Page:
THE MASSIVE UPDATE

Trip Start Aug 09, 2006
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Trip End Ongoing


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Where I stayed
Bonito Youth Hostel

Flag of Brazil  ,
Saturday, September 30, 2006

OK, heregoes: gonna try to do a rundown as quick as possible of the last couple months. Feel free to leave a comment or question, family or just a visitor, as there is a lot more to say about this time period. Pictures are few and far between because they take forever to upload.

Aug 9 to 18 - Wow! That's about all there is to say when you first get here. Got in after the NYC-Panama City-São Paulo marathon, and promptly got hauled off to the bar. Didn't take long for me to like Brasil. My time in São Paulo was awesome, and I was pretty much spoiled the whole time because of the Dunns. The wedding is probably the most amazing wedding I'll ever go to. I think around 40 Americans and 450 Brasilians. Wish I had that picture of Ken and the green hair. And I had heard that the parties go late in Brasil, but man...
Didn't have any Brasil plans other than the wedding, so my schedule was wide open. Got invited to go with the Coimbra family to their home in Presidente Prudente and then to their fazenda (farm) up north. So, after too much fun in São Paulo, went to have too much fun in Presidente Prudente (5-6 hours west of São Paulo). This being my first exposure to the country, I was facinated with all the termite mounds in the fields when we were driving (at this point, its about as exciting as watching grass grow). Was there for 5 days, and I think there was a birthday party, random party, or big bar night every single night. I was on holiday, but I have no idea how Brasilians could handle this as part of their everyday life! Did I mention that I'm still getting paid? A couple people have told me that they did a foreign exchange program in the US in high school and the kids there seriously thought they lived in trees and ate lots of bananas!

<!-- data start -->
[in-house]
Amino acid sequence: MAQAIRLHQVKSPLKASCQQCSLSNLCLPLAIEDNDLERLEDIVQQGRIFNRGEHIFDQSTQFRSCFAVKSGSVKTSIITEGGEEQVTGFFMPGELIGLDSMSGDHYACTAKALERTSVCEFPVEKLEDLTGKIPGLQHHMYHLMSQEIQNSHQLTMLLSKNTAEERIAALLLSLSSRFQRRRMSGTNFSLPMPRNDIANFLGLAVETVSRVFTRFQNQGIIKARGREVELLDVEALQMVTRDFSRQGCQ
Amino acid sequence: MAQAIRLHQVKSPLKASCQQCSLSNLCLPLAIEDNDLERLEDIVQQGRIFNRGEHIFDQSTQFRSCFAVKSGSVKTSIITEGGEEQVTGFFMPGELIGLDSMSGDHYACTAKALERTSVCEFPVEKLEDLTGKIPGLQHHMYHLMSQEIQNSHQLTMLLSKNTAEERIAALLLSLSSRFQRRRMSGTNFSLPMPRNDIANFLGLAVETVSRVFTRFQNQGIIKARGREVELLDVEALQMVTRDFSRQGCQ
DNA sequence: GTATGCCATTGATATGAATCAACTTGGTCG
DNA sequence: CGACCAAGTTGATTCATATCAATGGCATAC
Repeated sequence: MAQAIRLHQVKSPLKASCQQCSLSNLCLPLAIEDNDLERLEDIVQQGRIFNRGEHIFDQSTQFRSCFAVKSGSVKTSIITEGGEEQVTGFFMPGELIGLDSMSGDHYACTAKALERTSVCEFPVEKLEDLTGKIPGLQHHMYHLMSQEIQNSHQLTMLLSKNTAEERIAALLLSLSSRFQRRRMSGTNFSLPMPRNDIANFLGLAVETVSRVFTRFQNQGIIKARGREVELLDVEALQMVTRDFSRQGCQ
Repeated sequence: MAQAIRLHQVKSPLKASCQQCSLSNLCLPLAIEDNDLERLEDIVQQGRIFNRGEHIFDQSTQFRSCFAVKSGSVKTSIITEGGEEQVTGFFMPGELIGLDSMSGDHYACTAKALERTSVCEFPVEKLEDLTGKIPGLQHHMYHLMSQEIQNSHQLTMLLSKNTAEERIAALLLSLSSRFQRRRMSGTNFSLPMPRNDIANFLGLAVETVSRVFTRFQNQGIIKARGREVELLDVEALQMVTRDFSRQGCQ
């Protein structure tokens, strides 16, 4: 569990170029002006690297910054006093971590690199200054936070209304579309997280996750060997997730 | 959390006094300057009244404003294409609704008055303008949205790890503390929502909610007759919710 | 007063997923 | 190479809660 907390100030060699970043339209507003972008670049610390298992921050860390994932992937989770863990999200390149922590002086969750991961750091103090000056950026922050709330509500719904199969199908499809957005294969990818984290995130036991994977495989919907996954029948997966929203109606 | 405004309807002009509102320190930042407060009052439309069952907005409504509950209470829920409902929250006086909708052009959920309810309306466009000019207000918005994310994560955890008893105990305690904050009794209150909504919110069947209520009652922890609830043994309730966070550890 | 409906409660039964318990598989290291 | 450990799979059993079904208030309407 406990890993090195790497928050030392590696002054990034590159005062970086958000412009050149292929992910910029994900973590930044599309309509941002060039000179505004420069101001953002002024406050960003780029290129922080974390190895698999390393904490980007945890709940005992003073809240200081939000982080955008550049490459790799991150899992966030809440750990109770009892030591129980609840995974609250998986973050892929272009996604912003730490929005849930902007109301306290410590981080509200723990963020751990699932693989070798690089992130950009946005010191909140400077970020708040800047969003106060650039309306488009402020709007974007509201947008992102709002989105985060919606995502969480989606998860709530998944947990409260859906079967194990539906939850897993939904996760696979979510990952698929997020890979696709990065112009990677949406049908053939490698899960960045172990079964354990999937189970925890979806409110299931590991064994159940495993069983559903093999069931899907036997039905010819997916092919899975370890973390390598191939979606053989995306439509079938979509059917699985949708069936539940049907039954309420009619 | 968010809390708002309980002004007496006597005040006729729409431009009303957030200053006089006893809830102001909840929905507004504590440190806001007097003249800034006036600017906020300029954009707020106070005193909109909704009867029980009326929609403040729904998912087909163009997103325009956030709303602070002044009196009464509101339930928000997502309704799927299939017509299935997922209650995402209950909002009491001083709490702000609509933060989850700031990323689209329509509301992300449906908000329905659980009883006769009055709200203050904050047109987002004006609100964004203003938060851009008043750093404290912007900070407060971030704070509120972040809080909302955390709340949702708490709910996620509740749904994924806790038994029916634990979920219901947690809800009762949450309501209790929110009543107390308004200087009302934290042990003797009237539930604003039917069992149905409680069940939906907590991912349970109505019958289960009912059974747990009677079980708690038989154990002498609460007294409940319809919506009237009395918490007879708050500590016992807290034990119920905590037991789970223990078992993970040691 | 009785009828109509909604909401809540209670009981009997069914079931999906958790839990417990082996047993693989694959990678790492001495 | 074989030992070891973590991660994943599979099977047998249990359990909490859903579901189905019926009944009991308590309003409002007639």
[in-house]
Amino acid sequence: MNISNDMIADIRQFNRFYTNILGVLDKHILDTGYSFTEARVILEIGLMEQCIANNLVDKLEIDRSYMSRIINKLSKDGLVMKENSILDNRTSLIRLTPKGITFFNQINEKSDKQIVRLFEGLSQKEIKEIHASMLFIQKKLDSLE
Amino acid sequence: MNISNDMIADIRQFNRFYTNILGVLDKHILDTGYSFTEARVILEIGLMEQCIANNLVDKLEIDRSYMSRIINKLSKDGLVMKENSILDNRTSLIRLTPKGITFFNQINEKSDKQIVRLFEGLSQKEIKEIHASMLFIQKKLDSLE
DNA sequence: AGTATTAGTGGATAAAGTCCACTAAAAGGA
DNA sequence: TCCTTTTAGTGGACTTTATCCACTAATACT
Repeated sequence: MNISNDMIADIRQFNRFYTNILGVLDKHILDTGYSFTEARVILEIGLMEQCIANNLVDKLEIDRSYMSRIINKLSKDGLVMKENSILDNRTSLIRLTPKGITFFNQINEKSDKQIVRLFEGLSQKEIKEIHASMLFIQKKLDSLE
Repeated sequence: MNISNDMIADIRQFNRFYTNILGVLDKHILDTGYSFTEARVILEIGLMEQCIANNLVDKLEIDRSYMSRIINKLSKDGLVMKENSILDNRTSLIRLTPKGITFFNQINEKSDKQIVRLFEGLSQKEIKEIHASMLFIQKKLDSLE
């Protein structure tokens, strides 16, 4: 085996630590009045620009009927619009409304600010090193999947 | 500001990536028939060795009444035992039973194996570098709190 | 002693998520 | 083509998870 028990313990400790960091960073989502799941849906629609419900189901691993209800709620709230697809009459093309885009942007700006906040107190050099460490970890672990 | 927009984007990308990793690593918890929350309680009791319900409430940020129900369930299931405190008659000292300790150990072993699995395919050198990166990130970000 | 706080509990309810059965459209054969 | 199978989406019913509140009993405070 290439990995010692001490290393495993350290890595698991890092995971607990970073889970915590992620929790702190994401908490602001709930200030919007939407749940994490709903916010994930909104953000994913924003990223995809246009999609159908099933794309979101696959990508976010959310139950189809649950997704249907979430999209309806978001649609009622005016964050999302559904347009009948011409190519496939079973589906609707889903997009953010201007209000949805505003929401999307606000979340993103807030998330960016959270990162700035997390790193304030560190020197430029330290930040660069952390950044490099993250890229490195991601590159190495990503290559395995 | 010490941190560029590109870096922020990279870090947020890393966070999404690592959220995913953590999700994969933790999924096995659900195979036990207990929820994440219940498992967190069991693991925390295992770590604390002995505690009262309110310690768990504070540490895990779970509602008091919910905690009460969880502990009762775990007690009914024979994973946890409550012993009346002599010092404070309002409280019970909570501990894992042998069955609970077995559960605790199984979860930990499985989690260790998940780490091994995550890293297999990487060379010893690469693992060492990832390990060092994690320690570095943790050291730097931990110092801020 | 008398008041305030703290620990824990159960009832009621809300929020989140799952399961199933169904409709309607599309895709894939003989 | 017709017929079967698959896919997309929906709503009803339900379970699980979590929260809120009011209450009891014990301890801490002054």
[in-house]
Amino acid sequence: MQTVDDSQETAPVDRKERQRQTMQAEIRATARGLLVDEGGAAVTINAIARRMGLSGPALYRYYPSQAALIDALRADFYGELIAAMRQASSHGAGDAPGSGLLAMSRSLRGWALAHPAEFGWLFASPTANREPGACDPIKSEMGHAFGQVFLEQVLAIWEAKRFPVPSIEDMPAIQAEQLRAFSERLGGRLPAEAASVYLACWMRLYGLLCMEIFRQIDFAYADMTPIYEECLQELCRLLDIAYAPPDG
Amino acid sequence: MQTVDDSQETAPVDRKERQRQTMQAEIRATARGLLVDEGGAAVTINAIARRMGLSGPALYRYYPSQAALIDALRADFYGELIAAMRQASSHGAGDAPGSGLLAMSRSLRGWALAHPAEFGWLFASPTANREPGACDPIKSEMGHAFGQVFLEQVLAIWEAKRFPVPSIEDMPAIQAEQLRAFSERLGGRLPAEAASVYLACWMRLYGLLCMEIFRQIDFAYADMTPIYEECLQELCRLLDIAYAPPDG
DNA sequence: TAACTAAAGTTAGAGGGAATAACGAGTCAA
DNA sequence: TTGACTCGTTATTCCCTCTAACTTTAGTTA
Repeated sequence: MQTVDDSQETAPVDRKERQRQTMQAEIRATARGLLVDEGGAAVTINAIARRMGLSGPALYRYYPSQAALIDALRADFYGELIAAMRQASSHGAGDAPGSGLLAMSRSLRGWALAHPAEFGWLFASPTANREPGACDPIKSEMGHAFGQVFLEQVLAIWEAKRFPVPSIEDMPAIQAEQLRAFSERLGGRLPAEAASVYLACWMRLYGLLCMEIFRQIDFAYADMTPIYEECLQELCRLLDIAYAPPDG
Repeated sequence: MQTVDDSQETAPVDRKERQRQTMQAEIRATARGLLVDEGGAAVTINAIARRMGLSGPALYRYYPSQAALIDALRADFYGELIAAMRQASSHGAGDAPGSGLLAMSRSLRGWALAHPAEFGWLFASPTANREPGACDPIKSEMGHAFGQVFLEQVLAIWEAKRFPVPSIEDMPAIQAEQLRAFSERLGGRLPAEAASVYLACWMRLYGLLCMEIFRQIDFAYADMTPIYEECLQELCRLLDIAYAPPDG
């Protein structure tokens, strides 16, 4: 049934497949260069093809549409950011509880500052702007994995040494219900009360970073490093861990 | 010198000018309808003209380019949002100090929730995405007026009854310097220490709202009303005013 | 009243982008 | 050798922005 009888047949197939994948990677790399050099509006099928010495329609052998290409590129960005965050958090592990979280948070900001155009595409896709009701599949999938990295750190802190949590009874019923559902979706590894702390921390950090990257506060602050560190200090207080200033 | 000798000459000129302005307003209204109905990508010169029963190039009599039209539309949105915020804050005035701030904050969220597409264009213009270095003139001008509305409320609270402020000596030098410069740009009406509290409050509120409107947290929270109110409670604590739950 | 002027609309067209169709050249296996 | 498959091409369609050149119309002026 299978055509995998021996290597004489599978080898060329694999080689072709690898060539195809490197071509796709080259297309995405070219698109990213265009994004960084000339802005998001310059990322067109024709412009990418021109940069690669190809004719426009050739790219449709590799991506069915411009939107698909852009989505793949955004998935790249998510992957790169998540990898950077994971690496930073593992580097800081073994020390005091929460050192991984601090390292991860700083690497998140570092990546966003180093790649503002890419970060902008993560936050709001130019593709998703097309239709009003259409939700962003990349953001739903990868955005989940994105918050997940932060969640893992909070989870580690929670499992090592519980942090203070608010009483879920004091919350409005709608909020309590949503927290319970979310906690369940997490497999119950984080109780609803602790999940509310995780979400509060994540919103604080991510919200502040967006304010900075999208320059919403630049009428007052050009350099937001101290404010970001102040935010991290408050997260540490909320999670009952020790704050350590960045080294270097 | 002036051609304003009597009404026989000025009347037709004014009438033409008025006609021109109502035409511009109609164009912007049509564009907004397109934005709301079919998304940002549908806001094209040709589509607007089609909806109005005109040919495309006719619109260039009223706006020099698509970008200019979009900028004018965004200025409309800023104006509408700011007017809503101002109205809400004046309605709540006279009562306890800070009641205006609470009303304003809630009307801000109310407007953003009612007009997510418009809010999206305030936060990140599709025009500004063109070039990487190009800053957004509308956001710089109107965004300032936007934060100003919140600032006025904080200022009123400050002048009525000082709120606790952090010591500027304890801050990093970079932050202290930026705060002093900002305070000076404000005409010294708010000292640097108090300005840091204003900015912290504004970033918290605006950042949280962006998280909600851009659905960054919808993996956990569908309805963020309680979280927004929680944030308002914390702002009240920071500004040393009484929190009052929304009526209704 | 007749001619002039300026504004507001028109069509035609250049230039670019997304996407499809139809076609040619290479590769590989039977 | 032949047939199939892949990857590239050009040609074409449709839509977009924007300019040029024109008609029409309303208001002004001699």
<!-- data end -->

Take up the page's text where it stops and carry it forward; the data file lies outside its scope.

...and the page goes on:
Aug 18 to September 6 - Arrived in Alta Floresta, refueling once in Rodonòpolis. 5 hours total. Over next two weeks, lived on a fazenda in Parà and one south of Nova Monte Verde in Matto Grosso. My intro to those tiny little bridges that are all over the countryside. Much different than the farms I was used to back in Michigan. Kinda fun corraling the cattle - had a few really close calls, those horns are no joke. Got to try TONS of new food and drink. I could write an entire entry just on the new foods and drinks I've tried. Fruit trees are everywhere so the juice is always good. Cajù (cashew) seems to be the most common. Pamonha is my new favorite Brasilian food. Kinda like a corn ball. Tons happened over these two weeks - beautiful Amazon country, tererè, people trying to teach me forrò, gorgeous night sky. Going to Alta Floresta one night, the engine died in the middle of nowhere. First time I thought "OK, here is a serious problem". Trying to figure out how to abbreviate these two weeks, but tons happened...